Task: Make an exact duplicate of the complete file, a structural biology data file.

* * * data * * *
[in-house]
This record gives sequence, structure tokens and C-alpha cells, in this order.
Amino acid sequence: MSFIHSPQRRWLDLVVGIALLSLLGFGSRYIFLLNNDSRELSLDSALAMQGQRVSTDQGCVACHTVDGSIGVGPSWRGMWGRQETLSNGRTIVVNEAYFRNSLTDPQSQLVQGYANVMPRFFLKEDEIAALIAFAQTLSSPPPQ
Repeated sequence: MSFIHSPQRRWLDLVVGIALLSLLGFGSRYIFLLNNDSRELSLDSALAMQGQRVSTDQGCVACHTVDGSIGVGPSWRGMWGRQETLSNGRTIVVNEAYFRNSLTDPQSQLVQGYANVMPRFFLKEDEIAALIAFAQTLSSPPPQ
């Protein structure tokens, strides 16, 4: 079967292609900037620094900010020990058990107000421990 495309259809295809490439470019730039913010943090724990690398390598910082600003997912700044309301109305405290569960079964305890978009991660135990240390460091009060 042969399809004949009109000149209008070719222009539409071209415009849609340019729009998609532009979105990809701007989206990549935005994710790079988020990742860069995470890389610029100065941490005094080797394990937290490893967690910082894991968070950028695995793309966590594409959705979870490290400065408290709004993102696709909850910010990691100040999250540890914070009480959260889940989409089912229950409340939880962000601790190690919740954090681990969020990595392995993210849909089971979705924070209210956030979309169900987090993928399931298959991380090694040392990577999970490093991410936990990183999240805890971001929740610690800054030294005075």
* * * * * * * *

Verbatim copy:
[in-house]
This record gives sequence, structure tokens and C-alpha cells, in this order.
Amino acid sequence: MSFIHSPQRRWLDLVVGIALLSLLGFGSRYIFLLNNDSRELSLDSALAMQGQRVSTDQGCVACHTVDGSIGVGPSWRGMWGRQETLSNGRTIVVNEAYFRNSLTDPQSQLVQGYANVMPRFFLKEDEIAALIAFAQTLSSPPPQ
Repeated sequence: MSFIHSPQRRWLDLVVGIALLSLLGFGSRYIFLLNNDSRELSLDSALAMQGQRVSTDQGCVACHTVDGSIGVGPSWRGMWGRQETLSNGRTIVVNEAYFRNSLTDPQSQLVQGYANVMPRFFLKEDEIAALIAFAQTLSSPPPQ
């Protein structure tokens, strides 16, 4: 079967292609900037620094900010020990058990107000421990 495309259809295809490439470019730039913010943090724990690398390598910082600003997912700044309301109305405290569960079964305890978009991660135990240390460091009060 042969399809004949009109000149209008070719222009539409071209415009849609340019729009998609532009979105990809701007989206990549935005994710790079988020990742860069995470890389610029100065941490005094080797394990937290490893967690910082894991968070950028695995793309966590594409959705979870490290400065408290709004993102696709909850910010990691100040999250540890914070009480959260889940989409089912229950409340939880962000601790190690919740954090681990969020990595392995993210849909089971979705924070209210956030979309169900987090993928399931298959991380090694040392990577999970490093991410936990990183999240805890971001929740610690800054030294005075």